© Naomi James

We invited photographers to share their photographs of home-working, and any tips on how to approach it. It’s not always easy to concentrate at the best of times, but these pleasant insights into the working worlds of 27 photographers are good encouragement.

We’re all working differently, adapting, supporting and balancing many aspects of our lives in a completely new way. There is no normal, and it’s good to see!


© Nicola Parry

‘Such strange times. We are all, (children and adults) now working from home in our house, mostly from the dining room table pictured here. This used to be my spot; the brightest area of the house with lots of natural light, a window out on to the garden and easy access to the kettle.

Current circumstances often find us overcrowded. Most of my time is now spent trying to keep the children quiet whilst my husband takes conference calls, refereeing the odd argument, deflecting angry comments about home-school work and managing frequent requests for food.

Such times now require an alternative working location/retreat.’

Nicola Parry


© Becky Warnock

‘Try not to work where you sleep – or if you have to, make sure you pack everything away at the end of the day. ‘Commute to work’ take a walk, cycle, something…before you start your day. Kitchen Dance Parties aren’t just fun – they are essential!’

Becky Warnock


© Loren Brand

‘My husband and I are both now working from home so we’ve re-organised our space. Two sets of different work phone calls and conversations was just unpleasant! I’ve taken our balcony table and a chair and set up a nice little office in the bedroom. The added bonus is a view to the outdoors. Now I can carry on with my video and photo editing in splendid isolation.’

Loren Brand


© Kathryn Polley

‘I have always worked from home simply because it is the most affordable way for me to do it. With four of us currently living in a small flat I don’t have the luxury of a dedicated office or studio, so we have carved out spaces in various locations for me to use. I have one end of the kids’ bedroom set up as a studio for product photography, and a desk with a computer and two screens tucked away behind the fridge in the kitchen for editing. The books I read for inspiration are all over the flat to be honest – but most are in my own bedroom on shelves right next to the bed for ease of access.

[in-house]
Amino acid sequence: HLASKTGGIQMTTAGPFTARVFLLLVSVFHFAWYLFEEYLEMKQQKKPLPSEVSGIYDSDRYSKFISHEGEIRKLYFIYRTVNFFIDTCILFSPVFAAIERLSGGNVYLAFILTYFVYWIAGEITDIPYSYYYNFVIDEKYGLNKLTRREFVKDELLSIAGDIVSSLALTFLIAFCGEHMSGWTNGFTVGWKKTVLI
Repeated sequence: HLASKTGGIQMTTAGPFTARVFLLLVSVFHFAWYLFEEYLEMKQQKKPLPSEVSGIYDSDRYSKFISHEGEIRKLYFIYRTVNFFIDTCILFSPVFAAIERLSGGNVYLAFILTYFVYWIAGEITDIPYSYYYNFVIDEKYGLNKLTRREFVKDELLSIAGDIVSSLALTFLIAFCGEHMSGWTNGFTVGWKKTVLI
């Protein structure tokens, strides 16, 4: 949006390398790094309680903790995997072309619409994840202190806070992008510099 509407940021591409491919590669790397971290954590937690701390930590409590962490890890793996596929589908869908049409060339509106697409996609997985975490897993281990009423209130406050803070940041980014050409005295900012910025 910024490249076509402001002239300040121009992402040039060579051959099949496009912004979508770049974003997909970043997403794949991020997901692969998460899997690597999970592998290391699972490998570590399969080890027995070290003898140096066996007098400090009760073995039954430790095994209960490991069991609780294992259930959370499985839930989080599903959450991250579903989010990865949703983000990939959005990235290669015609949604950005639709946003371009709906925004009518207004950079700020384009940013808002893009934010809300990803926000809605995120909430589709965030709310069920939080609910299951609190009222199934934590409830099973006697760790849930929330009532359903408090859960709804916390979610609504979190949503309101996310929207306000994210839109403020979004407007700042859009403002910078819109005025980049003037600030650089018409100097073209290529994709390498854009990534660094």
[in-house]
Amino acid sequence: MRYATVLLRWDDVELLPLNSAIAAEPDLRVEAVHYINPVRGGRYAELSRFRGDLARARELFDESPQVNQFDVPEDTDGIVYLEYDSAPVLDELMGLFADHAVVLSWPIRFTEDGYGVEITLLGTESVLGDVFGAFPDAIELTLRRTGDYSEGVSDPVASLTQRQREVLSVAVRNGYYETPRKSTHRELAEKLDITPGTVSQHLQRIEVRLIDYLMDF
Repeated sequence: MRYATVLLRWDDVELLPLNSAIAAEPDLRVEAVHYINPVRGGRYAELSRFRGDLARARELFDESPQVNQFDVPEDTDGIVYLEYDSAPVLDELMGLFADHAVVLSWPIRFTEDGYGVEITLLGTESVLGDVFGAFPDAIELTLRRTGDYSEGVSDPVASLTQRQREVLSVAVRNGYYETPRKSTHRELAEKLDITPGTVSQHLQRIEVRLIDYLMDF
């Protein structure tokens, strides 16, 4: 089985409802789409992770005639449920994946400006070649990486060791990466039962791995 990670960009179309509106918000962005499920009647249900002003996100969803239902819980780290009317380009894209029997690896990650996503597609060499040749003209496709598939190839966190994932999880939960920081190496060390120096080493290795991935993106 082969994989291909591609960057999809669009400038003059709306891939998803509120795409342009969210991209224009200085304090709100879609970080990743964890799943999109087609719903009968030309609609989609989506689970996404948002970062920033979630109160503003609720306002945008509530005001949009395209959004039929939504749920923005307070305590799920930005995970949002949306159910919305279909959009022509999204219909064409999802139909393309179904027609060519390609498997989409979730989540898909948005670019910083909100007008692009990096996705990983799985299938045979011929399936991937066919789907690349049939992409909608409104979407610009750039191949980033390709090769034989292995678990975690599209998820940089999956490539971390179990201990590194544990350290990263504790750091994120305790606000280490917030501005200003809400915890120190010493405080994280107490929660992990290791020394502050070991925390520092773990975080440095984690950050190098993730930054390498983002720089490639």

To make this work, I need everyone else at home to recognise and respect that these areas are for me to work so that they don’t just become general dumping grounds. It helps I think that they are in ends, corners and nooks so they are quite clearly defined spaces. But I also like to send out a clear signal that lets everyone know when I’m working – I wear something pretty close to a uniform when I’m working – black trousers and a black polo shirt with my logo on. Then, when I’m done, I get changed. It lets everyone know when I’m off duty or on and it helps stop the line blurring for me as well – otherwise I might never switch off.’

Kathryn Polley


© Cath Cartman

© Cath Cartman

‘These images are from my home darkroom, with items borrowed from the house and repurposed for work. Work and domestic life go hand in hand for me – I’ve been working from home for most of my adult life: sometimes paid, but primarily as an unpaid carer. This often filters through to the photographs I make.

My darkroom is my quiet space in the house, which I share with my two children, dog and cat. I’m struck that I haven’t heard much from the government as to how single parents might manage the lockdown: I’d like to see our voices amplified, and for there to be a wider conversation about what ‘working from home’ means.’

Cath Cartman


© Lauren O’Brien

Isolation has made me far more aware of the light that finds its way into the flat at different times of the day… especially as we moved in recently and have yet to invest in curtains for the living room. I have to move around the room throughout the day looking for a shady spot for my laptop, but on the bright side this has kept me from being too sedentary.’

Lauren O’Brien


© Bahareh Akbarisafa

‘Nothing work without wires. My work place will not be able to work and has no meaning without wires. This is the technology revolution and for now I could not work without the wires inside my small workspace of just a table in my room, so the Internet and all online platforms for me, as an artist, does not work without my wires.’

Bahareh Akbarisafa


© Alinne Rezende

‘Work at home is not easy, but as a freelancer, I am used to dealing with it, and one of the main things to know is how to adapt and do it fast. With a piece of an old bookshelf, I made my new desk for the quarantine days as I’m living in the country house for now. You need to make it functional. Also, I always put some personal touch to make me comfortable and more pleasant to return to work.’

Alinne Rezende


© Matthew Dever. Working from Home. North Yorkshire, England. 2020.

© Matthew Dever. Prime Minister’s Address to the Nation on Coronavirus on 23 March 2020. Home, North Yorkshire, England. 2020.

‘Make a space, a separate room if possible, so you can physically still go to work.’

Matthew Dever


© Kirra Kimbrell

‘I work from home full time and am the primary caretaker for my two daughters. Work wise that means a lot of early mornings and late nights, it means being strict with myself for deadlines and goals but also being kind to myself when mama duties need to be a priority.